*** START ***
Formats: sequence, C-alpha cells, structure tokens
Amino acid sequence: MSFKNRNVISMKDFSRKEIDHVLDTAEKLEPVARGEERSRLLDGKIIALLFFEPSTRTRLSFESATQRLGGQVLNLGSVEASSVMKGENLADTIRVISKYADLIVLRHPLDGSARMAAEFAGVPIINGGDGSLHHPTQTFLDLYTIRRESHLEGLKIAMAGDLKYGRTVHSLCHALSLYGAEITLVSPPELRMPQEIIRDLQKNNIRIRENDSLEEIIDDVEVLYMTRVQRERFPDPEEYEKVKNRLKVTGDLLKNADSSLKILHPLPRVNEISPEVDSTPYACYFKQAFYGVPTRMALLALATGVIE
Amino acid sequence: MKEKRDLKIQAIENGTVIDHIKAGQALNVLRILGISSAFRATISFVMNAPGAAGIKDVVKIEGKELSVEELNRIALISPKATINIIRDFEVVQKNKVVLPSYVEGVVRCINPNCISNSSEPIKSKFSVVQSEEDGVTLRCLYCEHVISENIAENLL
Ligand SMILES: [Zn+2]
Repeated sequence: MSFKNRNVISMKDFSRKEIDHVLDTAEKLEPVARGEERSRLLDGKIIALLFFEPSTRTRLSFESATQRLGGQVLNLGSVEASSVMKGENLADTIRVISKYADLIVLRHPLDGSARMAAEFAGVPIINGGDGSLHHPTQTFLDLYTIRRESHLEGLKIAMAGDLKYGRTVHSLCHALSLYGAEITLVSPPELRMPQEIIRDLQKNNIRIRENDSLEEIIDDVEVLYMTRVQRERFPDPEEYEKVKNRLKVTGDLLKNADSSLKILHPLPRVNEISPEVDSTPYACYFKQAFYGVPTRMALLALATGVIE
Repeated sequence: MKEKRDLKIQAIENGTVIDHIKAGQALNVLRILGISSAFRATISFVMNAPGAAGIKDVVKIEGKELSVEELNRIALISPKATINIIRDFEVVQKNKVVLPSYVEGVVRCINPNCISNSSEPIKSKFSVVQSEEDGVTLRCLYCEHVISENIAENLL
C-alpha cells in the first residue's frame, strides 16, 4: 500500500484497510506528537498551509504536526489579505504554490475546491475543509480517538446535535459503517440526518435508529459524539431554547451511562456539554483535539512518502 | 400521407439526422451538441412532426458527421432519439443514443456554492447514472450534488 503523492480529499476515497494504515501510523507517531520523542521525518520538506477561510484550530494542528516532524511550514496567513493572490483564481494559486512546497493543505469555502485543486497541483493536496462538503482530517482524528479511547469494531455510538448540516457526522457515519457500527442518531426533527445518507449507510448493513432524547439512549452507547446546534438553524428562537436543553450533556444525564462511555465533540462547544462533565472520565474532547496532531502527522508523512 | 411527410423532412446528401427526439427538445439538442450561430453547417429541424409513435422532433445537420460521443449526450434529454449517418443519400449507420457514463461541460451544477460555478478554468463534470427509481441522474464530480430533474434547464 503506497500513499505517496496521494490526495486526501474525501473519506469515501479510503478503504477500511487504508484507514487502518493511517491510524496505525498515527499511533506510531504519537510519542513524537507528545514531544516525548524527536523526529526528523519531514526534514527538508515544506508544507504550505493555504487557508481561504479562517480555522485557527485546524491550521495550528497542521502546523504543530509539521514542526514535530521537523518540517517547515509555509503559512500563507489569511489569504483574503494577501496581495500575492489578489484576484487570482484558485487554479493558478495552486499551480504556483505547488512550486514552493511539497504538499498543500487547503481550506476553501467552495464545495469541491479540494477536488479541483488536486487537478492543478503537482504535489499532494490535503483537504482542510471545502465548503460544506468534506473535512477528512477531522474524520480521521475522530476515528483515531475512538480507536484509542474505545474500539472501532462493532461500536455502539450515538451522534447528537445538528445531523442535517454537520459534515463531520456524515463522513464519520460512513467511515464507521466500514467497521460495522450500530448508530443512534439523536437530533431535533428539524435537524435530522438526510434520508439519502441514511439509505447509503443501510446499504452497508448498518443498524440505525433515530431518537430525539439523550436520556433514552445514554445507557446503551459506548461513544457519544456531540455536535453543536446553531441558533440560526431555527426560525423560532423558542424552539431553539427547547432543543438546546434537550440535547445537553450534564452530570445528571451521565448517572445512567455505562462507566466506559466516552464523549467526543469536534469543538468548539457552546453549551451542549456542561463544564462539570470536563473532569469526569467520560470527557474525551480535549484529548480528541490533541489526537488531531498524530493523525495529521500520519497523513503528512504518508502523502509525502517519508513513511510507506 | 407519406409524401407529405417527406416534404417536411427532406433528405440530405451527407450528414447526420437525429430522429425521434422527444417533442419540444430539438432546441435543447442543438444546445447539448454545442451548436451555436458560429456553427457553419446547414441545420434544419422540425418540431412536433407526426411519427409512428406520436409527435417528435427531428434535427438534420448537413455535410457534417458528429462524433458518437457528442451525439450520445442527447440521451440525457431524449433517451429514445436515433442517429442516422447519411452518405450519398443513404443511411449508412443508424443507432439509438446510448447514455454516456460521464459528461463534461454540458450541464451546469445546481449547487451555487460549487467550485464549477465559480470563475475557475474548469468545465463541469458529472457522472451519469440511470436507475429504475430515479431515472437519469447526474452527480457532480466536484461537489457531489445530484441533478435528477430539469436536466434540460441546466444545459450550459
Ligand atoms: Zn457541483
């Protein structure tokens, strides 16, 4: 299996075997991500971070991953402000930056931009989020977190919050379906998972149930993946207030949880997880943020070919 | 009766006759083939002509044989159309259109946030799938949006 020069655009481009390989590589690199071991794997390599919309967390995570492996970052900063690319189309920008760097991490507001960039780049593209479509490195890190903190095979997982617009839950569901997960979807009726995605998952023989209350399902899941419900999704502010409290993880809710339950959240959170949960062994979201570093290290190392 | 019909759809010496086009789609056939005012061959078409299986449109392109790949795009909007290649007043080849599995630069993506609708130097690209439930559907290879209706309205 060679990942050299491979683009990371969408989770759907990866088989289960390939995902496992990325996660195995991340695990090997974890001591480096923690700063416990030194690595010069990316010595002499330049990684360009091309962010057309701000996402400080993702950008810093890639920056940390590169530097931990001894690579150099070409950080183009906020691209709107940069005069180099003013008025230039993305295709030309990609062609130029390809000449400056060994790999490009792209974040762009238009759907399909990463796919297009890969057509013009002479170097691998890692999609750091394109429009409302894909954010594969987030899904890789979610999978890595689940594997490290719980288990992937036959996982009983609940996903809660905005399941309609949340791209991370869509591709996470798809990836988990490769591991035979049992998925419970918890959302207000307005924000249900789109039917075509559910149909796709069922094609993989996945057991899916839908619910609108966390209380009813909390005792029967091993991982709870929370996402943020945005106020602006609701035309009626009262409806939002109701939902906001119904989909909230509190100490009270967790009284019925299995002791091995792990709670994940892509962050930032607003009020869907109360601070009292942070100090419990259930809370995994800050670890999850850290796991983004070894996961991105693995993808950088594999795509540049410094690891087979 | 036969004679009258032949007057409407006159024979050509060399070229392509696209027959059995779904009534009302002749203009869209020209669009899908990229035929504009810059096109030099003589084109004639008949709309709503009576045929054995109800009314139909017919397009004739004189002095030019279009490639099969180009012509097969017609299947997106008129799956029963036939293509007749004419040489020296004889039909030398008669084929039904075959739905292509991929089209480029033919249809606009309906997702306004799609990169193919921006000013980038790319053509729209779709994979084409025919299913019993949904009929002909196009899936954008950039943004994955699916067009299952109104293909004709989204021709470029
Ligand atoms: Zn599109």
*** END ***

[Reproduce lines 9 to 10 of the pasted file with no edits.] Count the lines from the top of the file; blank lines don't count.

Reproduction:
């Protein structure tokens, strides 16, 4: 299996075997991500971070991953402000930056931009989020977190919050379906998972149930993946207030949880997880943020070919 | 009766006759083939002509044989159309259109946030799938949006 020069655009481009390989590589690199071991794997390599919309967390995570492996970052900063690319189309920008760097991490507001960039780049593209479509490195890190903190095979997982617009839950569901997960979807009726995605998952023989209350399902899941419900999704502010409290993880809710339950959240959170949960062994979201570093290290190392 | 019909759809010496086009789609056939005012061959078409299986449109392109790949795009909007290649007043080849599995630069993506609708130097690209439930559907290879209706309205 060679990942050299491979683009990371969408989770759907990866088989289960390939995902496992990325996660195995991340695990090997974890001591480096923690700063416990030194690595010069990316010595002499330049990684360009091309962010057309701000996402400080993702950008810093890639920056940390590169530097931990001894690579150099070409950080183009906020691209709107940069005069180099003013008025230039993305295709030309990609062609130029390809000449400056060994790999490009792209974040762009238009759907399909990463796919297009890969057509013009002479170097691998890692999609750091394109429009409302894909954010594969987030899904890789979610999978890595689940594997490290719980288990992937036959996982009983609940996903809660905005399941309609949340791209991370869509591709996470798809990836988990490769591991035979049992998925419970918890959302207000307005924000249900789109039917075509559910149909796709069922094609993989996945057991899916839908619910609108966390209380009813909390005792029967091993991982709870929370996402943020945005106020602006609701035309009626009262409806939002109701939902906001119904989909909230509190100490009270967790009284019925299995002791091995792990709670994940892509962050930032607003009020869907109360601070009292942070100090419990259930809370995994800050670890999850850290796991983004070894996961991105693995993808950088594999795509540049410094690891087979 | 036969004679009258032949007057409407006159024979050509060399070229392509696209027959059995779904009534009302002749203009869209020209669009899908990229035929504009810059096109030099003589084109004639008949709309709503009576045929054995109800009314139909017919397009004739004189002095030019279009490639099969180009012509097969017609299947997106008129799956029963036939293509007749004419040489020296004889039909030398008669084929039904075959739905292509991929089209480029033919249809606009309906997702306004799609990169193919921006000013980038790319053509729209779709994979084409025919299913019993949904009929002909196009899936954008950039943004994955699916067009299952109104293909004709989204021709470029
Ligand atoms: Zn599109």